Can you tell me what you think? I’m playing around with my header design (procrastinating away from other important things, no doubt) and would love to hear your opinion on it. Do you like it? Is it legible? Does it need anything? What do you think about the sub-heading? When you think about Tinkerlab, what kind of tag-line comes to mind?
I also found a cool, new recipe card feature (below) that I’m testing out today, and I’d love to get your thoughts on it. It will allow you to print out the recipe for this project and store it with your recipe cards. Do people still print recipe cards? Is it useful? Gimmicky? Helpful? Thanks!
It’s summer and we’ve been doing a lot of citrus juicing in our home. Between my 4-year old expert juice squeezer and my almost 2-year old juice taster, our simple and inexpensive juicer has been hard at work.
While little Rainbow napped, Nutmeg and I gathered materials and set up the project. We talked about how we’d have to reveal the ink (lime juice) with the high heat of an iron or hair dryer, and she couldn’t wait to get started. She loves dangerous tools.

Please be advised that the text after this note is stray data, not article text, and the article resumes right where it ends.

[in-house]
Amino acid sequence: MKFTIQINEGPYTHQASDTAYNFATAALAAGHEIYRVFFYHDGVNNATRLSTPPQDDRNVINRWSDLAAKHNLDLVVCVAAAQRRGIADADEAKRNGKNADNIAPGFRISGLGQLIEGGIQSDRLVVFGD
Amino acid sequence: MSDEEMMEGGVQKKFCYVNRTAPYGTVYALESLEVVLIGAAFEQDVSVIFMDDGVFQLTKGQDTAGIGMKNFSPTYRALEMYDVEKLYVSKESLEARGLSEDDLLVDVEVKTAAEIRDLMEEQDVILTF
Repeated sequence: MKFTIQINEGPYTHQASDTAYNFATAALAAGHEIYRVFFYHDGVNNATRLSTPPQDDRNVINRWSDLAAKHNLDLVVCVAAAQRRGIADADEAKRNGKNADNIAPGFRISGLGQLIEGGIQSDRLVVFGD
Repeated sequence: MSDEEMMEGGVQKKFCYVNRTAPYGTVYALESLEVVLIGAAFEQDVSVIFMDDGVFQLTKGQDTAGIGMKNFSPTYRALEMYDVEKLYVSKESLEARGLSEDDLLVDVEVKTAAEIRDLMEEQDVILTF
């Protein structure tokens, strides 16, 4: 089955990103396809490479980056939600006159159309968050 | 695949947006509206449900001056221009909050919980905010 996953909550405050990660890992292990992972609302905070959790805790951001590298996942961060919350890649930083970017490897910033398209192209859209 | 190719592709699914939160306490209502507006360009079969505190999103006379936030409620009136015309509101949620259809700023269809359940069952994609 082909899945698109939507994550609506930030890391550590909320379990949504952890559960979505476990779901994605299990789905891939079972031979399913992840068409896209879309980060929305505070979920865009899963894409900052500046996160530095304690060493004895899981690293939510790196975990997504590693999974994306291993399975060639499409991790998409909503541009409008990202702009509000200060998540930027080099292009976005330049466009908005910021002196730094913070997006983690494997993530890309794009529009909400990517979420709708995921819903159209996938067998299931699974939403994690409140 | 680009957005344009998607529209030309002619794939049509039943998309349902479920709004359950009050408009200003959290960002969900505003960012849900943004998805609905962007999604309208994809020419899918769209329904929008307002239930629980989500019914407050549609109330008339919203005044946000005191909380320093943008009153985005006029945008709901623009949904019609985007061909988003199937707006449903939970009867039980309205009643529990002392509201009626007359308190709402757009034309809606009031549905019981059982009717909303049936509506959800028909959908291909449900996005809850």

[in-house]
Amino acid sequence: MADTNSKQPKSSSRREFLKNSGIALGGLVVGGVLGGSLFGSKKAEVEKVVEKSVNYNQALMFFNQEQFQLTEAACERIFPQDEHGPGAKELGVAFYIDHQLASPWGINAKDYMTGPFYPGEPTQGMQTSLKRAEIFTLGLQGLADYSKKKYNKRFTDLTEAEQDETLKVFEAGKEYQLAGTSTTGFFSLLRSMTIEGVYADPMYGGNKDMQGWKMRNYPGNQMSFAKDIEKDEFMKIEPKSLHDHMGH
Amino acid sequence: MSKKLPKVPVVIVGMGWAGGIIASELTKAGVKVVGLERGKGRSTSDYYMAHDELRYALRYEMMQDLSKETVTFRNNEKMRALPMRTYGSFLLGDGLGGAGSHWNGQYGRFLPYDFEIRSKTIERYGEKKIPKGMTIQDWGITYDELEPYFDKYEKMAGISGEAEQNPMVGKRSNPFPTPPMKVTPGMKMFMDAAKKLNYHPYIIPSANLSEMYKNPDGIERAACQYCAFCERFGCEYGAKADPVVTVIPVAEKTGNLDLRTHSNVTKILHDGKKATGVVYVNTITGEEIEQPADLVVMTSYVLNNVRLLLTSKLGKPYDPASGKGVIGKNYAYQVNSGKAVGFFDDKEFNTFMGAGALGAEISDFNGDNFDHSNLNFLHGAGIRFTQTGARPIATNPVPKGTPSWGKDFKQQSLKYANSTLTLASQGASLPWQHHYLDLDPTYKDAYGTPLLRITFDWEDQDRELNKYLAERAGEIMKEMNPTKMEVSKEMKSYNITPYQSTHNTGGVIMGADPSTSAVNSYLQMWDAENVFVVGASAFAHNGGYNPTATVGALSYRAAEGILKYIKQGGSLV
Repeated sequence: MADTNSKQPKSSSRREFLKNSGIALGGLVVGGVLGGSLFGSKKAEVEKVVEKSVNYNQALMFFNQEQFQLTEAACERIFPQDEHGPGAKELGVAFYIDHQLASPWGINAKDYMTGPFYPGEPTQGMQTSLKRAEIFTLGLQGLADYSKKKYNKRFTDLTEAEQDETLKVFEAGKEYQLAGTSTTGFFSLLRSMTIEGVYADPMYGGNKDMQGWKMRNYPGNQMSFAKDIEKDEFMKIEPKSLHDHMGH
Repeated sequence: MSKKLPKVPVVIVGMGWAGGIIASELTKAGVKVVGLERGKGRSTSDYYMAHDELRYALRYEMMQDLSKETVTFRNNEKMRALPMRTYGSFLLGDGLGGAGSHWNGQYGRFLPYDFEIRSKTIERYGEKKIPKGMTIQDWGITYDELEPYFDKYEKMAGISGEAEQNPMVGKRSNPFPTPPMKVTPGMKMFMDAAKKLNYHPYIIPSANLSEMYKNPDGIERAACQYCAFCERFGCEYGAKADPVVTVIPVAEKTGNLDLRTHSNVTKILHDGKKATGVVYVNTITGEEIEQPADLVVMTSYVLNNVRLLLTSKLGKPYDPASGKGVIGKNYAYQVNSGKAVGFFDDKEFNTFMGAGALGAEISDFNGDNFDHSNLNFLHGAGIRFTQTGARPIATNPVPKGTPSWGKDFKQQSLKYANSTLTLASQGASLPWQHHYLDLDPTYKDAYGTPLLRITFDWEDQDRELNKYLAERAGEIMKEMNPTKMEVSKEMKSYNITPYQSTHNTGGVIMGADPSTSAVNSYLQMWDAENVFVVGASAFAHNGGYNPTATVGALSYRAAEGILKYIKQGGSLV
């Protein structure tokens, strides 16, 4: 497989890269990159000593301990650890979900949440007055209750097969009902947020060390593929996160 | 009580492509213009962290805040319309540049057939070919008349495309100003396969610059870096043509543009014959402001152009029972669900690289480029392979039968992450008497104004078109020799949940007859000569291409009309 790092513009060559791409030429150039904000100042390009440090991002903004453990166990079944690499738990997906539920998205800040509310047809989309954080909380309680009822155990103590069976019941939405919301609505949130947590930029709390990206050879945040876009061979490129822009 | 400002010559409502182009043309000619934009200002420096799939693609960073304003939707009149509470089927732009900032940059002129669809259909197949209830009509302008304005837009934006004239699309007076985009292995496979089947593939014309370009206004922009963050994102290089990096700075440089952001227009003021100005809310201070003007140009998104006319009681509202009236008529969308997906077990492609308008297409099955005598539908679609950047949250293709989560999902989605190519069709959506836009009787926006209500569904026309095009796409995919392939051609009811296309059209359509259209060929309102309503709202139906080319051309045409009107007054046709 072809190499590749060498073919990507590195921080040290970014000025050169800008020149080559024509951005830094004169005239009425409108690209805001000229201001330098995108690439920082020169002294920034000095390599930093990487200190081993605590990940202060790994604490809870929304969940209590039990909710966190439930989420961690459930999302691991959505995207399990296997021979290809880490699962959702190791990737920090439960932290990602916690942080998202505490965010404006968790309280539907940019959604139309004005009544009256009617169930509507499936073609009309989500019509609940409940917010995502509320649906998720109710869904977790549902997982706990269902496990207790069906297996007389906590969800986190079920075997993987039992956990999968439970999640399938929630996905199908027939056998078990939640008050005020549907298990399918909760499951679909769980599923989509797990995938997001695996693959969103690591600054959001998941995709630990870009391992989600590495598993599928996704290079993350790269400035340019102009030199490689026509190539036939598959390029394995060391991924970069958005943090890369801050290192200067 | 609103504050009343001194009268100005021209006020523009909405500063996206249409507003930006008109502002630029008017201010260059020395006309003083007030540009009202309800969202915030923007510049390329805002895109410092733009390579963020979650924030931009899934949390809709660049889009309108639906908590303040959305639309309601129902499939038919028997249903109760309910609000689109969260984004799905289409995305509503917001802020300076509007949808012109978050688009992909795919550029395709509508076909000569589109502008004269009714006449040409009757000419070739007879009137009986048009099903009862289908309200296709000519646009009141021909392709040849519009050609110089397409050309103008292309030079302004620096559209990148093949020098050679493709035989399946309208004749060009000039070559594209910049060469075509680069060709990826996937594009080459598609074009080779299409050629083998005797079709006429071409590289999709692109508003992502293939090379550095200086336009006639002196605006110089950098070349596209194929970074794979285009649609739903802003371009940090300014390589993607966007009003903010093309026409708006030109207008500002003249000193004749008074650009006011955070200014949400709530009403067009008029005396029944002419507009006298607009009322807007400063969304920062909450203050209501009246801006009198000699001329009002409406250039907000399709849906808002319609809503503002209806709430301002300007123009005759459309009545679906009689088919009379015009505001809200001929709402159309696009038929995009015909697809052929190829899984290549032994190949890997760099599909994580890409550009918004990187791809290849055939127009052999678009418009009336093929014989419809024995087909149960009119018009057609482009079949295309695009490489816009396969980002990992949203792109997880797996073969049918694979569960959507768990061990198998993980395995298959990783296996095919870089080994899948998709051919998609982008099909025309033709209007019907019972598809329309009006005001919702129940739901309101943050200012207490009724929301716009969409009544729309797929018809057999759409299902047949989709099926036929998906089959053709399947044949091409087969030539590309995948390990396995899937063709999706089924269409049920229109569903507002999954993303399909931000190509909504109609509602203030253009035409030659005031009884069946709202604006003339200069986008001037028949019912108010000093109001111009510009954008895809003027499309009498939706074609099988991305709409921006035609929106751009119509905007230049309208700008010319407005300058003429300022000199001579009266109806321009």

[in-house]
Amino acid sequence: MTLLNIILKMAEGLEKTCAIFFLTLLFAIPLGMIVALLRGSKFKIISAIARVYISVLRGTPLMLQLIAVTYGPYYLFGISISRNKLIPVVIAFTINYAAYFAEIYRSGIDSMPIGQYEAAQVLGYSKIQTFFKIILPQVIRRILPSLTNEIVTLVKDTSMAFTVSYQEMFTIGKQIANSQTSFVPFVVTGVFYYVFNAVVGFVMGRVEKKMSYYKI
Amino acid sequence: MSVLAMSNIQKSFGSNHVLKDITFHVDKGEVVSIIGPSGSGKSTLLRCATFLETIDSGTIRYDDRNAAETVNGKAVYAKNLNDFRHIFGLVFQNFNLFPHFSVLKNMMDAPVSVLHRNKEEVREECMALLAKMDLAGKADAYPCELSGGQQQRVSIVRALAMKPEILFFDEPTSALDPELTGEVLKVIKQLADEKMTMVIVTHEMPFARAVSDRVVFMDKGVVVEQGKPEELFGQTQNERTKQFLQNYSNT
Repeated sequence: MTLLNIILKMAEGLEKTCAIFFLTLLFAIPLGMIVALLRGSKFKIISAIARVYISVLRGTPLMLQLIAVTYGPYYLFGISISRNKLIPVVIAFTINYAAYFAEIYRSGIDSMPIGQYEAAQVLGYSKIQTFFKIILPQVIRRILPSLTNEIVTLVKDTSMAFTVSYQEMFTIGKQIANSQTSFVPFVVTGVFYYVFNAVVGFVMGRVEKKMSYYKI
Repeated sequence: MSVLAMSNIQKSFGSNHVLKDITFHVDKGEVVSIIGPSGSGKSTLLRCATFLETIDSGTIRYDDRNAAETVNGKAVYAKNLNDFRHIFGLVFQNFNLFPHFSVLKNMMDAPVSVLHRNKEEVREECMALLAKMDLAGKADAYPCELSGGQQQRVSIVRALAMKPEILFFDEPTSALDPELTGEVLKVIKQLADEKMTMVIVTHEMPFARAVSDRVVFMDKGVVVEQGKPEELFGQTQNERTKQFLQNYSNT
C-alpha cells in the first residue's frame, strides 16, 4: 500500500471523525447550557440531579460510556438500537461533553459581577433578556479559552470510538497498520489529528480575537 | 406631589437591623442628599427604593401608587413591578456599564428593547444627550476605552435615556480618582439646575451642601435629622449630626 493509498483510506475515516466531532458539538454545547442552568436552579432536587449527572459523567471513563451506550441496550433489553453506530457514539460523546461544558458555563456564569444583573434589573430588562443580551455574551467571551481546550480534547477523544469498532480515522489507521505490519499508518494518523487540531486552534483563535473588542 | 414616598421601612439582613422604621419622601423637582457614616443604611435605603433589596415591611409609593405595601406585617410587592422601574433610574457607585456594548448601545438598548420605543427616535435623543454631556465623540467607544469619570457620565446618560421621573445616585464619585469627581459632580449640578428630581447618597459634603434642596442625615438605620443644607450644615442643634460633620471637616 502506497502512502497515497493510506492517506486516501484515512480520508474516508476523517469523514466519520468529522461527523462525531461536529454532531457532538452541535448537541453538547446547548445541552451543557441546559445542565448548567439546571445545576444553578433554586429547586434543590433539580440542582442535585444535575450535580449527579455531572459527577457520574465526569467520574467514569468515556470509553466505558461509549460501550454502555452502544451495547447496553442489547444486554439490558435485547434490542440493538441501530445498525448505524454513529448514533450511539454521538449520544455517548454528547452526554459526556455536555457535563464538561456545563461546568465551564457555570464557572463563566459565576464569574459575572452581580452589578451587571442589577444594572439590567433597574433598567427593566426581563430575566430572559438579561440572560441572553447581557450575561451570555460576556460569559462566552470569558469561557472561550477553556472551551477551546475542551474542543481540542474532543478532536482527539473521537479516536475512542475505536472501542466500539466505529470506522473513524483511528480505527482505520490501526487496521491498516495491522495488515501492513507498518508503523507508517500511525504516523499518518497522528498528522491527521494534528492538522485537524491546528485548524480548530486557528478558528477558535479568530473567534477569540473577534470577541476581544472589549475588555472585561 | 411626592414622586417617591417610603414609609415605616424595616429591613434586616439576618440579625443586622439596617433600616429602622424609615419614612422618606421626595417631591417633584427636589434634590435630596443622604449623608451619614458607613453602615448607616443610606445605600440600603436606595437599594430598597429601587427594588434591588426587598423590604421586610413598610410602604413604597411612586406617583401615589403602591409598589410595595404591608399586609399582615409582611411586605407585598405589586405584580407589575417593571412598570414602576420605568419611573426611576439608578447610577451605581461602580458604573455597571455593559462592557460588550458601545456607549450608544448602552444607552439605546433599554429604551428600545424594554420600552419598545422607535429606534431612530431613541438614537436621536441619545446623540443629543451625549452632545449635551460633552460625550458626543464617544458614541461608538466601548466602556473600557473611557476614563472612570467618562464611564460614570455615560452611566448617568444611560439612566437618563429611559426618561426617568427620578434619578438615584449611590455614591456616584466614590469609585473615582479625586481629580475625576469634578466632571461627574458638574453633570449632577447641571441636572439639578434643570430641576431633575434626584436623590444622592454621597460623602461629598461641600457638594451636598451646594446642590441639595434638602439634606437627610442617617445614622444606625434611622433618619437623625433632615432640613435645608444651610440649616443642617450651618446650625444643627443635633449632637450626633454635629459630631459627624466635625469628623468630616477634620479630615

We gathered our ingredients.
Here’s the full recipe:
- Lemon or Lime Juice
- Paint brush or Q-tip
- Squeeze lemon or lime into a bowl.
- Paint the juice onto your paper with a paint brush or Q-tip.
- Wait for the paper to dry.
- Heat the paper with an iron, hair dryer, light bulb, or other heat source. Be careful that you don’t hold it there to long, as it could burn the paper.
Just as we were getting started, baby R woke up to join us. She’s 22 months old now, and enjoyed the sensory experience of squeezing the limes with her bare hands, and then licking her fingers. According to my mom I used to eat lemons right off our tree, so this wasn’t too much of a surprise.
The girls experimented with different colored papers and brushes. Afterwards I realized that Q-tips would have been perfect for this project, but we enjoyed the challenge of small watercolor brushes.
The papers dried pretty quickly on this warm day and we were able to get right to the fun part of burning the acid with heat. N’s grandma blows her hair dry every day, and N is obsessed with this tool. Obsessed. We ran the heat on the paper for about a minute with little success. I never blow dry my hair and have a cheap blow dryer for projects like this, and maybe that’s why? In any case, we decided to move on to the iron.
I folded a thick towel, placed the art on top of it, and she ironed away. In most cases an ironing board would have been better, but ours pulls awkwardly out of the wall and it’s too tricky to get the three of us around it safely. This worked perfectly and only took a few seconds to show its results.
N’s picture of her and her dad (he’s above her head, slightly visible in all his heated lime acid glory).
I really like how the abstracted images turned out and wished I had joined them once I saw how cool these looked. I usually join in when we’re creating and somehow forgot to on this round.